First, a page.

The design of smart TVs is changing. Those trusty rectangles we rely on to stream and display our favorite Netflix shows, Amazon movies, and PS4 games are entering a new stage in their evolution, and it has everything to do with their size.
Long gone are the days when having a home television meant a boxy CRT with a 4:3 aspect ratio. Now we’ve come to expect super-slim flatscreens to be flush against a wall, or massive 75-inch displays teetering on top of our media centers.
These new, larger form factors, though, are heralding a new design challenge for TV brands; namely, how to stop these ever-growing TV sizes from utterly dominating someone’s home.
The new flagship size for televisions is 55 inches – with 65-inch TVs being the fastest-growing category beside that. Some, like the Samsung Q950TS 8K QLED, even come in an 82-inch size in the US – acknowledging the generally larger homes over there compared to the UK.
That’s a lot of screen space to pack into any living room, and seeing as the average home isn’t increasing in size along with the average television, the buck is falling to TV manufacturers to design innovate ways to better blend displays in with their surroundings, or hide them away entirely.
LG is one of the best examples of this, with its rollable OLED – the Signature Series OLED R – widely expected to be launching in 2020, after its 2019 launch date didn’t quite come to pass.
This rollable OLED does exactly what you’d expect – being able to roll up, almost like a carpet, and then unfurl again out of its base / TV stand. You can even unfurl the screen to a third of its full height – at half-mast, as it were – as an OLED smart display for showing the time or weather information.
It’s clearly advanced tech, and an incredible feat of engineering that makes use of OLED’s flexible properties, ensuring that those after an OLED TV have an option that can easily hide away when the TV isn’t being used.
With LG manufacturing transparent OLED displays for retail, and Panasonic prototyping its first commercial set of that kind, we could well see TV screens able to switch between see-through window and home cinema at the click of a button.
- Here are the best OLED TVs you can buy today
Waiting in the wings
We’ve previously reported on Bang & Olufsen’s Beovision Harmony television, too, which has an adjustable wing-shaped TV stand able to cover up part of the screen – available in sizes as large as 88 inches.
Gavin Ivester, VP Design at Bang & Olufsen, tells us that this feature was the result of customer concerns over the “larger size of modern screens” – saying that, ”As screens increase in size, they certainly disrupt the flow of a room more.”
As a result, the design team “made Harmony shrink when you’re not using it for TV and movies. We gave it a smooth, automatic mechanism – the speakers pivot inward as the screen sinks down toward the floor.”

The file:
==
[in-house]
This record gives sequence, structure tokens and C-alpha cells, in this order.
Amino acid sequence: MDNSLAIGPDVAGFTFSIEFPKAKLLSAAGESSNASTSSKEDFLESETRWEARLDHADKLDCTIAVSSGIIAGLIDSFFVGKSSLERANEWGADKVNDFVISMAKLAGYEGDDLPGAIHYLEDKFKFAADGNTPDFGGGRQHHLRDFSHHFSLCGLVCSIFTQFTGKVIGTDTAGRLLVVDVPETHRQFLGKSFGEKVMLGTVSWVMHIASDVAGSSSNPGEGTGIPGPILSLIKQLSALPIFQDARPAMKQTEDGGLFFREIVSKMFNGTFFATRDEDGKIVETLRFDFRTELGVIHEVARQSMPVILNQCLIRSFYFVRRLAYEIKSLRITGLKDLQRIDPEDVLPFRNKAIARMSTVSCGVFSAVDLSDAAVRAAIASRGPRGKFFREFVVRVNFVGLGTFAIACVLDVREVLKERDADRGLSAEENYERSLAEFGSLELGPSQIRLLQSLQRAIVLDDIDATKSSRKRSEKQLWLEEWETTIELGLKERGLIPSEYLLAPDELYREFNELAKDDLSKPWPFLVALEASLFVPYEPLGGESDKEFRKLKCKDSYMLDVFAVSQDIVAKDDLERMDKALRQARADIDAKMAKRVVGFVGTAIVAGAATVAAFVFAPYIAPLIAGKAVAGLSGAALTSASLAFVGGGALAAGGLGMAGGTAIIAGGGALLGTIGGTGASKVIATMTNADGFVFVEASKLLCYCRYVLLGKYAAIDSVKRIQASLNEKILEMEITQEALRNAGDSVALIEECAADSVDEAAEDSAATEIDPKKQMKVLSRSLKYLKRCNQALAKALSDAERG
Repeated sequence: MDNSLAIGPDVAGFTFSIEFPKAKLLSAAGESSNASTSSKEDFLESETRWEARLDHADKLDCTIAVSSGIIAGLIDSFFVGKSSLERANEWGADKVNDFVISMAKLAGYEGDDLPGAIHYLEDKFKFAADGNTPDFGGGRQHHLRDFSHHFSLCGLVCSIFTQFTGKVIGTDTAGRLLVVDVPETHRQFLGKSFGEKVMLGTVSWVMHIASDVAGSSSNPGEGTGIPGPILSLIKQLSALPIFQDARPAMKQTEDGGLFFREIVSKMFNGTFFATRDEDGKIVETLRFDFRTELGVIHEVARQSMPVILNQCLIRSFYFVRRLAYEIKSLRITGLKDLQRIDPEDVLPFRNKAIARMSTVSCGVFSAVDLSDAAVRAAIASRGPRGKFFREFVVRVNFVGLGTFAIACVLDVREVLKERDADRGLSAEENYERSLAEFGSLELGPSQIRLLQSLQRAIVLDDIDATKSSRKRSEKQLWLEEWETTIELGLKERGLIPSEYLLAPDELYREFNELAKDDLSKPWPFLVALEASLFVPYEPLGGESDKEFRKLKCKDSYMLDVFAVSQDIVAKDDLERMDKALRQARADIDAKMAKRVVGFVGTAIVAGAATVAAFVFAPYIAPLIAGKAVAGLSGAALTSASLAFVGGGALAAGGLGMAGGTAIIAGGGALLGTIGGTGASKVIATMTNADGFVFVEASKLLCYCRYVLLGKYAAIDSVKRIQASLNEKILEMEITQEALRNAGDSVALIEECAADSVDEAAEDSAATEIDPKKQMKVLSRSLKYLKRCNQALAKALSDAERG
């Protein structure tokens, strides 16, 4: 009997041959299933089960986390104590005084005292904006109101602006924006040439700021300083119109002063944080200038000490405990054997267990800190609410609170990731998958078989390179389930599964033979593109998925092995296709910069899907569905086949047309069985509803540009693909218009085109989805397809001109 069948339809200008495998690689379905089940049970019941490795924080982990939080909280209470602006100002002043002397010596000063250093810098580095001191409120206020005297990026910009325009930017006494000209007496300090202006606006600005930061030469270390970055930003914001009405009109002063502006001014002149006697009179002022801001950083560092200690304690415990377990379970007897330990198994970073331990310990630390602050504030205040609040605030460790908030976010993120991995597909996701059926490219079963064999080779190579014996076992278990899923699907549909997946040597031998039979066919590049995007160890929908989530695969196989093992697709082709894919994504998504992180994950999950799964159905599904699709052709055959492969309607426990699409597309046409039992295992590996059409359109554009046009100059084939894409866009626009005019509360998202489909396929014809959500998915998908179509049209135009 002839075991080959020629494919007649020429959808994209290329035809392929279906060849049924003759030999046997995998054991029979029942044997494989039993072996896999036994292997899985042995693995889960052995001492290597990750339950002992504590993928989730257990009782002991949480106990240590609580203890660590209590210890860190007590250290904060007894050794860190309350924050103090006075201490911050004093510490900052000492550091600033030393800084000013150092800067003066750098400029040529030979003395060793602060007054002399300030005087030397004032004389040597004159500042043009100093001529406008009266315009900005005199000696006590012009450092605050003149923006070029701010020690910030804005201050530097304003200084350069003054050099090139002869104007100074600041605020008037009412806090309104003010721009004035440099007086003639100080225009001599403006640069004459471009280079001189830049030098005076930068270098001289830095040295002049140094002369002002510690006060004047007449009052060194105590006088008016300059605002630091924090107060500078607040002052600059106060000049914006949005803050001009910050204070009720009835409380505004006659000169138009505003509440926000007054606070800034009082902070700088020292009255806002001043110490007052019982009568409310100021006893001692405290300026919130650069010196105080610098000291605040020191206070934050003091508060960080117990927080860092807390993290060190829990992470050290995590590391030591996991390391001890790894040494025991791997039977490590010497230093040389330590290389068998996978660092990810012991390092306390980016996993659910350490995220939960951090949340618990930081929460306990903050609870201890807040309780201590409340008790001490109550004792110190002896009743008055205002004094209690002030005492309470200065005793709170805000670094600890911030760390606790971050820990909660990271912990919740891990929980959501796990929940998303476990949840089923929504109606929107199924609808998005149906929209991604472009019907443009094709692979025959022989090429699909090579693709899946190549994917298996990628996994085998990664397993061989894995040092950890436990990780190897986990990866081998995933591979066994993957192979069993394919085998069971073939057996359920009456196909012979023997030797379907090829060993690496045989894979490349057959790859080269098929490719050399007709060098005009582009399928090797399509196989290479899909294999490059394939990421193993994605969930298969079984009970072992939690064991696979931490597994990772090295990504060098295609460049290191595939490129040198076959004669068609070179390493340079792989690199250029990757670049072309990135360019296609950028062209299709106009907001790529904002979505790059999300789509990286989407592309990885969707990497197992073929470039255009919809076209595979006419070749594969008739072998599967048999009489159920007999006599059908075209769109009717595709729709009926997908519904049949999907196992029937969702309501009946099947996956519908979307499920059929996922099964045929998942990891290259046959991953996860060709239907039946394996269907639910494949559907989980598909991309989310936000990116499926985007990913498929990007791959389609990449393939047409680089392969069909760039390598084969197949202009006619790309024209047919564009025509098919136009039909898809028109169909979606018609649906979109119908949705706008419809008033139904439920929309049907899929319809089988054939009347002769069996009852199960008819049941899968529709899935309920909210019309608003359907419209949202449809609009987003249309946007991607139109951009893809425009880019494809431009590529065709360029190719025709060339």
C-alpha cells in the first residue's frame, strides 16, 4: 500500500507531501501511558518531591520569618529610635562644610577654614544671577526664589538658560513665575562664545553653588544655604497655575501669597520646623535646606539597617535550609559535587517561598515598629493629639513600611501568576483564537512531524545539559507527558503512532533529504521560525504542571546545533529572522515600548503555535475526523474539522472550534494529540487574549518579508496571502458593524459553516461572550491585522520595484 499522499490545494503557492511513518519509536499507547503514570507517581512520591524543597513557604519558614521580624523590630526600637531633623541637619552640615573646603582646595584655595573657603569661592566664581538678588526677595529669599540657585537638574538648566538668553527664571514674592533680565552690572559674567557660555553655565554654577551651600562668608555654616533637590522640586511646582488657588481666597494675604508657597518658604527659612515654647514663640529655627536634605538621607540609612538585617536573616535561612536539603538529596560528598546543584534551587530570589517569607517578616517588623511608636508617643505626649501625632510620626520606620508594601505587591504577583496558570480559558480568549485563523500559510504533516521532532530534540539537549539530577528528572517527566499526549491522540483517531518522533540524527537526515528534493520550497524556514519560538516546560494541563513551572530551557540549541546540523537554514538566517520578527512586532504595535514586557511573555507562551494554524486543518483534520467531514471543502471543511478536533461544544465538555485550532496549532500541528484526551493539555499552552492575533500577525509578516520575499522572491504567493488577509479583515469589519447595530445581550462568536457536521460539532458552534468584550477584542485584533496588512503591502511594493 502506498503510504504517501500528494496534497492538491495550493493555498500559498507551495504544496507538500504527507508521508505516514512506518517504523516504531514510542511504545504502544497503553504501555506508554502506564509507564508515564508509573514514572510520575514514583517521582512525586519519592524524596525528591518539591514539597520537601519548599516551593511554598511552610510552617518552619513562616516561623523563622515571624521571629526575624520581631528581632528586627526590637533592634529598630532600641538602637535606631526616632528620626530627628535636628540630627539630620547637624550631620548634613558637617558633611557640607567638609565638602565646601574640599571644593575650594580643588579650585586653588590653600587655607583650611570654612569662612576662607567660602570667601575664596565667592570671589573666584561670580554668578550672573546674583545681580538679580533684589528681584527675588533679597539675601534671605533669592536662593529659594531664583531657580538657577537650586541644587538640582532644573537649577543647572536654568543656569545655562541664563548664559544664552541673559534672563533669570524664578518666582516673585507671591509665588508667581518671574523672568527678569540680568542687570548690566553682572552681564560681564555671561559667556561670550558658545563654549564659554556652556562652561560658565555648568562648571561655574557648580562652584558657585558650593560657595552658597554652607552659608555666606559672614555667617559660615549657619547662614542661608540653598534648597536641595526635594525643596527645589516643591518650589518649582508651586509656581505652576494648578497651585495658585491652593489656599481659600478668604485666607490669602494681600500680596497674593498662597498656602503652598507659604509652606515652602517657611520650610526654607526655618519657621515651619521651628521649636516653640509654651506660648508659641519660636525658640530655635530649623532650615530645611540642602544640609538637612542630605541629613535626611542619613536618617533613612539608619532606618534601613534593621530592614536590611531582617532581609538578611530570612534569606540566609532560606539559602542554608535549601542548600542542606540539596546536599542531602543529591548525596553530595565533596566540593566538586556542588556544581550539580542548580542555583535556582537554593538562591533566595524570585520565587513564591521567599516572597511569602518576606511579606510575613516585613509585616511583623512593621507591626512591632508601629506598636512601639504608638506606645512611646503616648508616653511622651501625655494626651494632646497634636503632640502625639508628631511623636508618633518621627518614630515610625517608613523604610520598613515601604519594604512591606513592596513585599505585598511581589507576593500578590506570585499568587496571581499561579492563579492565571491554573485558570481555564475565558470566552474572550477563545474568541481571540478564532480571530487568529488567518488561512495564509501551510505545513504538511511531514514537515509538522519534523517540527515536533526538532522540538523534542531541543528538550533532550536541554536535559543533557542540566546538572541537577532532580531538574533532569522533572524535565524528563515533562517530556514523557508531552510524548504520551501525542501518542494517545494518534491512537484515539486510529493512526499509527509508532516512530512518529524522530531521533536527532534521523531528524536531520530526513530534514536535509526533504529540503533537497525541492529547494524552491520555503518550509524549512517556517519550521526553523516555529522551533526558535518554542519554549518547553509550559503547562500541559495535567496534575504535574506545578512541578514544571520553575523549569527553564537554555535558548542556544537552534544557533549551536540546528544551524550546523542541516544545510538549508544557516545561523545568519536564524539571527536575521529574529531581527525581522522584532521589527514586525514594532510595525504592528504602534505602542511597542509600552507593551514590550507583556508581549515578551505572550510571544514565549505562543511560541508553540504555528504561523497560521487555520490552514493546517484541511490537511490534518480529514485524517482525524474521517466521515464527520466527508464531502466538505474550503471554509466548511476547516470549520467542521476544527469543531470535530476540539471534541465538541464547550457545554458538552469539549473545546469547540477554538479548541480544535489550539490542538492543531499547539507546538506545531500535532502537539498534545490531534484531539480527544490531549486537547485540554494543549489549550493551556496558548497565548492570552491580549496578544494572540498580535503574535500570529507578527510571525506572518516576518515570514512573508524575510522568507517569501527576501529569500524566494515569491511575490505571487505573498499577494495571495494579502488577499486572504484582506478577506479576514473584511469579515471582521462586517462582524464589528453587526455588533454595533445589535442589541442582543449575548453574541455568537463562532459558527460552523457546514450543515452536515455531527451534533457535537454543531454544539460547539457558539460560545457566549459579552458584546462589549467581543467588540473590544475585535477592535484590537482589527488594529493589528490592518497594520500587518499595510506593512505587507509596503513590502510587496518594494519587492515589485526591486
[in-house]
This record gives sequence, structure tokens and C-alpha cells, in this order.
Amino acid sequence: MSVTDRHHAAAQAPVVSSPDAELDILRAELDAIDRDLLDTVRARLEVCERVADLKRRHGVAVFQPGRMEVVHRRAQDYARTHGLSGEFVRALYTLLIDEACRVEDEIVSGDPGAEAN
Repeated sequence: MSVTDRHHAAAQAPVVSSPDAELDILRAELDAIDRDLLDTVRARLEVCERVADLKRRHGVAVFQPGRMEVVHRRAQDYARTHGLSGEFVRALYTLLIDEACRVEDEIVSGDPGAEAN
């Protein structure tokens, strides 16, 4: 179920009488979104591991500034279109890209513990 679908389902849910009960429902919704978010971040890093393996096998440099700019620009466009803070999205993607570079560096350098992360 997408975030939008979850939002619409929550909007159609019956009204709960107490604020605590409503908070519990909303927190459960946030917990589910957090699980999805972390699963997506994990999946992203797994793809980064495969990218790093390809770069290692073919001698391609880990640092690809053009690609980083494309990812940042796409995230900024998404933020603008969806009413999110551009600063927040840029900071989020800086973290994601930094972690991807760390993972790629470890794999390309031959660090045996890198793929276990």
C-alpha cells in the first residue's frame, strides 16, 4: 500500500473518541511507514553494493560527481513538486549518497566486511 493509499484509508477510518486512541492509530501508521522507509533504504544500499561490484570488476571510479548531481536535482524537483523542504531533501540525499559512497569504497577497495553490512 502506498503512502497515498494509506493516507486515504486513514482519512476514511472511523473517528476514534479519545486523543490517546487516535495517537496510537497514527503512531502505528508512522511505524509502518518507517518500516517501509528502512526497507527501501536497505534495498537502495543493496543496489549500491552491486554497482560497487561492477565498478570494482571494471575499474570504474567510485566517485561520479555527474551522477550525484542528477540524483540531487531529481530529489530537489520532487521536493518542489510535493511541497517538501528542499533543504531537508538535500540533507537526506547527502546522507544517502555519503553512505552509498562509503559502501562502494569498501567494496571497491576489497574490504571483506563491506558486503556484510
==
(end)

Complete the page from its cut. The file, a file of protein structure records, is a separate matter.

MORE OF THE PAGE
Extending out the ‘wings’ is also key to its high-end audio performance, placing the speakers in “a very wide proportion for cinematic sound,” and then letting them “roll inward into a narrower shape that hides most of the TV screen in its lowered position.”
Ivester adds that “The whole package harmonizes with your interior better— that’s part of how Harmony got its name. [The set] both reduces the apparent size of the screen when you’re not using it, and it de-emphasizes the glossy black surface in favor of carefully crafted wood or textile and aluminum.”
The Harmony offers a neat solution, one that neither hides the television away entirely nor lets it dominate the space it’s in. Ensuring its speakers fold out with the ‘wings’, too, means that there’s a practical reason driving the design as well as an aesthetic one.
A lot of different avenues
For all of the innovative design solutions to larger screens, there are ways to tackle the sizing issue other than expensive engineering methods. LG’s rollable OLED, for one, is expected to cost around $60,000 – while the Beovision Harmony costing up to $49,000 / £44,100 (around AU$74,000) at its largest 88-inch size.
Ivester speculates that features like “a curtain or moving panel that can hide or reveal the TV” could become much more common in homes, calling “screen movement” a solution with larger potential than “foldable form factors.”
The art-minded Samsung The Frame is a different answer to the same problem, being a TV that effectively poses as a picture frame when not in active use.
You’ll be using 30% of its usual power output to mimic an artwork on your living room wall, and while an actual painting might be more eco-friendly, there’s no denying it’s a smart option for homeowners not wanting to disrupt their home decor with a 55-inch black slab throughout the day.
One thing is clear: as screen technologies get ever larger, TVs are moving from centerpiece gadgets to devices that have to integrate into their surroundings. Some solutions are cheaper than others, but we don’t expect the Signature Series OLED R or Beovision Harmony to be the last of their kind.
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